Imagine that you know nothing about software development. So, to learn about it, you pick up a book with “Software Engineering,” or something similar, in the title. Certainly, you might expect that software engineering texts would be about engineering software. Can you imagine drawing the conclusion that writing code is simple—that code is just a translation of a design into a language that the computer can understand? Well, this conclusion might not seem so far-fetched when it has support from an authority:

The only design decisions made at the coding level address the small implementation details that enable the procedural design to be coded. [Pressman, 1997, p. 346]

Really? How many times does the design of a nontrivial system translate into a programming language without some trouble? The reason we call them designs in the first place is that they are not programs. The nature of designs is that they abstract many details that must eventually be coded. [Whittaker, 2002, p.108]

The scary part is that the software engineering texts that Whittaker and Atkin so skillfully deride are the standard texts used in college software development courses. Whittaker and Atkin continue with this criticism two pages later:

Finally, you decide that you simply read the wrong section of the software engineering book, so you try to find the sections that cover coding. A glance at the table of contents, however, shows few other places to look. For example, Software Engineering: A Practitioners Approach, McGraw-Hill’s best-selling software engineering text, does not have a single program listing. Neither does it have a design that is translated into a program. Instead, the book is replete with project management, cost estimation, and design concepts. Software Engineering: Theory and Practice, Prentice Hall’s bestseller, does dedicate 22 pages to coding. However, this is only slightly more than four percent of the book’s 543 pages. [Whittaker, 2002, p. 110]

(I recommend seeking out this article as the passages I have quoted are only a launching point for a terrific discussion of specific issues to consider before, during, and after code construction.)

Given a world where “coding is trivial” seems to be the prevailing viewpoint, it is no wonder that many working software professionals sought a new way of thinking about the relationship between and nature of design and construction. One approach that has arisen as an alternative to the software engineering approach is the craft-based approach, which de-emphasizes complex processes, specialization, and hand-offs.1 Extreme Programming is an example of a craft-centric methodology. There are many others as well.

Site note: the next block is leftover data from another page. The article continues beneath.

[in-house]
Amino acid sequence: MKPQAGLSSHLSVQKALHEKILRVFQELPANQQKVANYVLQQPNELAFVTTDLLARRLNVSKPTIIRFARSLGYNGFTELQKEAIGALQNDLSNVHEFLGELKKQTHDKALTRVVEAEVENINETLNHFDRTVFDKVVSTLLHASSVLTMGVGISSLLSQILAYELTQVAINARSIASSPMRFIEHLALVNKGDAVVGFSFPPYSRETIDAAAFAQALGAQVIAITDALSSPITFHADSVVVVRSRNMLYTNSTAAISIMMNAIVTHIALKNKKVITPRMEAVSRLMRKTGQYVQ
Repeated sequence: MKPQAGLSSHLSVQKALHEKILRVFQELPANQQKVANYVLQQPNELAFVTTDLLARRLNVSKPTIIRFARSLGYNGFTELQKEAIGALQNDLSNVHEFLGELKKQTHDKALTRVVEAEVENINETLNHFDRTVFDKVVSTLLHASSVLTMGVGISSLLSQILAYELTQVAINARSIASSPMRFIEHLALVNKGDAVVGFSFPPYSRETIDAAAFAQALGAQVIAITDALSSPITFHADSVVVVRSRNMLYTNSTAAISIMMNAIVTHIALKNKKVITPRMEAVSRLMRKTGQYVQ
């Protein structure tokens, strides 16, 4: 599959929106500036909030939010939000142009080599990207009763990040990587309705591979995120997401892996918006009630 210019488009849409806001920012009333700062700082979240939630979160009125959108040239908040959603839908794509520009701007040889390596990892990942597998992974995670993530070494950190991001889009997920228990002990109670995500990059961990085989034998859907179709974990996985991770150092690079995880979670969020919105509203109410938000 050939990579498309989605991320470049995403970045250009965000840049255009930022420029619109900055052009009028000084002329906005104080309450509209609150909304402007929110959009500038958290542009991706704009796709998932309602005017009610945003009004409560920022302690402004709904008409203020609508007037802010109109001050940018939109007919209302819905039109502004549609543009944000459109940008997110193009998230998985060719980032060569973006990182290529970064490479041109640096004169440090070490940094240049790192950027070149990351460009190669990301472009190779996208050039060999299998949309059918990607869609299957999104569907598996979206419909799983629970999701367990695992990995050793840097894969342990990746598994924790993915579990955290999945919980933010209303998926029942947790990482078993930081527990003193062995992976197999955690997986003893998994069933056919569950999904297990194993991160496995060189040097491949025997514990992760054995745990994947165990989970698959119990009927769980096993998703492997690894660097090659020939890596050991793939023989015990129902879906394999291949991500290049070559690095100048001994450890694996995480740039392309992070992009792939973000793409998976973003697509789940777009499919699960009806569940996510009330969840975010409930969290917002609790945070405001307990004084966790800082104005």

Extreme Programming, and related techniques such as refactoring and “test first design,” arose from the work Smalltalk developers Kent Beck and Ward Cunningham did together. The ideas Beck and Cunningham were working with were part of a burgeoning object oriented movement, in which the Smalltalk language and community played a critical role. According to Pete McBreen in Questioning Extreme Programming, “The idea that the source code is the design was widespread in the Smalltalk community of the 1980s.” [McBreen, 2003, p. 100]

Extreme Programming has at its core the idea that the code is the design and that the best way to simultaneously achieve the best design and the highest quality code is to keep the design and coding activities tightly coupled, so much so that the they are performed by the same people—programmers. Refactoring, a key XP concept, codifies a set of methods for incrementally altering, in a controlled manner, the design embodied in code, further leveraging the programmers role as designer. Two other key XP concepts, “test first design” and automated unit testing, are based on the idea that, not only is the code the design, but the design is not complete unless it can be verified through testing. It is, of course, the programmer’s job to verify the design through unit testing.

It is not much of a stretch to conclude that one of the reasons Extreme Programming (and the Agile Methodology movement in general) have become so popular, especially with people who love to write code, is that they recognize (explicitly or implicitly) that programmers have a critical role to play in software design—even when they are not given the responsibility to create or alter the “design.” Academics and practitioners who champion the traditional software engineering point of view often lament that the results of their research and publications do not trickle down fast enough to practicing software developers.